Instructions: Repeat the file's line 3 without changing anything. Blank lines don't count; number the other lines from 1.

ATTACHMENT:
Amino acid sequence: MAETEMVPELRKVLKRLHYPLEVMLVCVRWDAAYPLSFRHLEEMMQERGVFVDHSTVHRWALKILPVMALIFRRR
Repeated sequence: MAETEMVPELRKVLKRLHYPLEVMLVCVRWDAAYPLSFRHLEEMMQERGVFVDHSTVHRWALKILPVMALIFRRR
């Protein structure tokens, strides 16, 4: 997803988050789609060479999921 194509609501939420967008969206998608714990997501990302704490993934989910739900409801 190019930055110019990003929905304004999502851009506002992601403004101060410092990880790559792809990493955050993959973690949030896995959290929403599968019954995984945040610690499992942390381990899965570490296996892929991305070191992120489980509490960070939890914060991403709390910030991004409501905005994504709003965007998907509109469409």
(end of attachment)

């Protein structure tokens, strides 16, 4: 997803988050789609060479999921 194509609501939420967008969206998608714990997501990302704490993934989910739900409801 190019930055110019990003929905304004999502851009506002992601403004101060410092990880790559792809990493955050993959973690949030896995959290929403599968019954995984945040610690499992942390381990899965570490296996892929991305070191992120489980509490960070939890914060991403709390910030991004409501905005994504709003965007998907509109469409």